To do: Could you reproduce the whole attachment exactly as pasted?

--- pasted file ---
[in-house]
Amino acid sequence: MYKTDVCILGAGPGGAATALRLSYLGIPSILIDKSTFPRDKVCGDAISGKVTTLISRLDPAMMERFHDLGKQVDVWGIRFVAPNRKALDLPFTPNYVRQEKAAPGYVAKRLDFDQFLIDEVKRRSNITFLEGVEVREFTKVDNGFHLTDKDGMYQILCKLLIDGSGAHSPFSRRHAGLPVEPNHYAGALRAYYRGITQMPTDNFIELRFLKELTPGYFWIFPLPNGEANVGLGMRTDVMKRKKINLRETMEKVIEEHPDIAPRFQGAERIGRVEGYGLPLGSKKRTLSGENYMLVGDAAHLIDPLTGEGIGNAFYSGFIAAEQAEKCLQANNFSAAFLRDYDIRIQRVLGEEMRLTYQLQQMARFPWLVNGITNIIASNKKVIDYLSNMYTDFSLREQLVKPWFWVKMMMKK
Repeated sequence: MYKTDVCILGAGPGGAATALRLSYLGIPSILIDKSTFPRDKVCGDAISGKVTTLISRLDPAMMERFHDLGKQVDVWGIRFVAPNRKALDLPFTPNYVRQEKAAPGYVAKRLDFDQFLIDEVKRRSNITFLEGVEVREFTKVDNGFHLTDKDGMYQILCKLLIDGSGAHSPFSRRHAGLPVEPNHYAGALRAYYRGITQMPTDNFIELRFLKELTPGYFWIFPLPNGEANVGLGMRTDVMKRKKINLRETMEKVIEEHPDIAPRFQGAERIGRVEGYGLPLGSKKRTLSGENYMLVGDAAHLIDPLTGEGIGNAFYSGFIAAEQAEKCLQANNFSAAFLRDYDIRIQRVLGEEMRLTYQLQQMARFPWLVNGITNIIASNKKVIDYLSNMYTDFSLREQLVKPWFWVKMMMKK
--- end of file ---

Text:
[in-house]
Amino acid sequence: MYKTDVCILGAGPGGAATALRLSYLGIPSILIDKSTFPRDKVCGDAISGKVTTLISRLDPAMMERFHDLGKQVDVWGIRFVAPNRKALDLPFTPNYVRQEKAAPGYVAKRLDFDQFLIDEVKRRSNITFLEGVEVREFTKVDNGFHLTDKDGMYQILCKLLIDGSGAHSPFSRRHAGLPVEPNHYAGALRAYYRGITQMPTDNFIELRFLKELTPGYFWIFPLPNGEANVGLGMRTDVMKRKKINLRETMEKVIEEHPDIAPRFQGAERIGRVEGYGLPLGSKKRTLSGENYMLVGDAAHLIDPLTGEGIGNAFYSGFIAAEQAEKCLQANNFSAAFLRDYDIRIQRVLGEEMRLTYQLQQMARFPWLVNGITNIIASNKKVIDYLSNMYTDFSLREQLVKPWFWVKMMMKK
Repeated sequence: MYKTDVCILGAGPGGAATALRLSYLGIPSILIDKSTFPRDKVCGDAISGKVTTLISRLDPAMMERFHDLGKQVDVWGIRFVAPNRKALDLPFTPNYVRQEKAAPGYVAKRLDFDQFLIDEVKRRSNITFLEGVEVREFTKVDNGFHLTDKDGMYQILCKLLIDGSGAHSPFSRRHAGLPVEPNHYAGALRAYYRGITQMPTDNFIELRFLKELTPGYFWIFPLPNGEANVGLGMRTDVMKRKKINLRETMEKVIEEHPDIAPRFQGAERIGRVEGYGLPLGSKKRTLSGENYMLVGDAAHLIDPLTGEGIGNAFYSGFIAAEQAEKCLQANNFSAAFLRDYDIRIQRVLGEEMRLTYQLQQMARFPWLVNGITNIIASNKKVIDYLSNMYTDFSLREQLVKPWFWVKMMMKK